Doctor insights on:
When does it kick in: Unpredictable. It is for adeocarcinoma of certian organs and should be taken every 6 weeks. Let's hope it helps but ask you oncologist if it is working or not. ...Read more
Mitomycin C: In addition to effects on blood cells you may getmouth sores, poor appetite, fatigue, and less commonly nausea and vomiting, mild diarrhea, hair loss, bladder inflammation (urinary frequency, burning, cramping, pain) — seen with intravesical (into the bladder) therapy, and there are other rare side effects. They may occur at differing times during the treatment. Discuss with your oncologist. ...Read more
Yes: The mitomycins are a family of aziridine-products isolated from Streptomyces caespitosus or Streptomyces lavendulae. One of these compounds, mitomycin C, is very useful as a chemotherapeutic agent. It is given IV to treat esophageal, anal and breast cancers, as well as by bladder instillation for superficial bladder tumors. In combo with RT it can be very effective. ...Read more
Varying severity: Haze can be mild to severe. Mild haze is unlikely to affect your vision. Your eye surgeon will titrate some medications during your recovery to minimize haze and its effect on your vision. Most patients with haze don't experience any significant symptoms, and it's something that bothers us more than doctors because we see it using 10x magnification on our microscopes. Good luck. ...Read more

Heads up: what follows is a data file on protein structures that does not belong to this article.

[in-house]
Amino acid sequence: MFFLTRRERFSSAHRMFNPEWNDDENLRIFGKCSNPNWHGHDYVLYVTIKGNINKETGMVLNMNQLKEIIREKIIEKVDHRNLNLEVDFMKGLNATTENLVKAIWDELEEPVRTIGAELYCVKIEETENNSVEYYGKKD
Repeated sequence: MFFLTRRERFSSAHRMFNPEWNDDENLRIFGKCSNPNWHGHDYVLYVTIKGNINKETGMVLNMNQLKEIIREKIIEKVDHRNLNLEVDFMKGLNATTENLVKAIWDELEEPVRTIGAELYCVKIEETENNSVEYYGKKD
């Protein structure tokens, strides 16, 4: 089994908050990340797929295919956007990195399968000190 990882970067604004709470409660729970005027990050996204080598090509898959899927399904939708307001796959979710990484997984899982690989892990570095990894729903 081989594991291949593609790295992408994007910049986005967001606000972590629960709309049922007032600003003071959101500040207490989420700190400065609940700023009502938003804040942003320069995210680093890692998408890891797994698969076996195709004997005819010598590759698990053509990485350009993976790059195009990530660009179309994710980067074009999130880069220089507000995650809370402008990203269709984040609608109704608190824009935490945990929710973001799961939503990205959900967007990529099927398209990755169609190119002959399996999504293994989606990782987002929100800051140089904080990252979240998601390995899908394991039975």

Is mitomycin-n, an injectible medicine, a possible alternative to radiation therapy for cheek carcinoma?
No: Chemotherapy alone is not generally used for treating cancers of the head & neck. Surgery may be an alternative to radiation therapy for cheek cancers. Depending on the extent of the cancer, surgery could be significantly more morbid than radiation therapy. You might consider a consultation at a multi-disciplinary program with head & neck surgeons, radiation oncologists & medical oncologists. ...Read more
I've had a small squamous cell carcinoma of the eye removed (<5mm). Treatment with mitomycin during removal only. Any suggested follow up procedures?
Follow up needed!: The nice thing here is that you can be followed up clinically and observed. Follow your surgeon's directions. Should likely be seen every 4-6 months for a 2 years or so. If no recurrence, then at least annually! ...Read more
I'm about to have my 6th of 6 mitomycin treatment for bladder cancer. Taking vesicare (solifenacin). Feeling very fatigued with horse throat; is that side effects?
Mutamycin allergy: Mutamycin (Mitomycin) is a chemotherapy medication. An allergy occurs when your bodys immune system creates antibodies to a foreign substance causing a reaction that can be mild to severe. For possible adverse effects see: https://www.drugs.com/sfx/mitomycin-side-effects.html ...Read more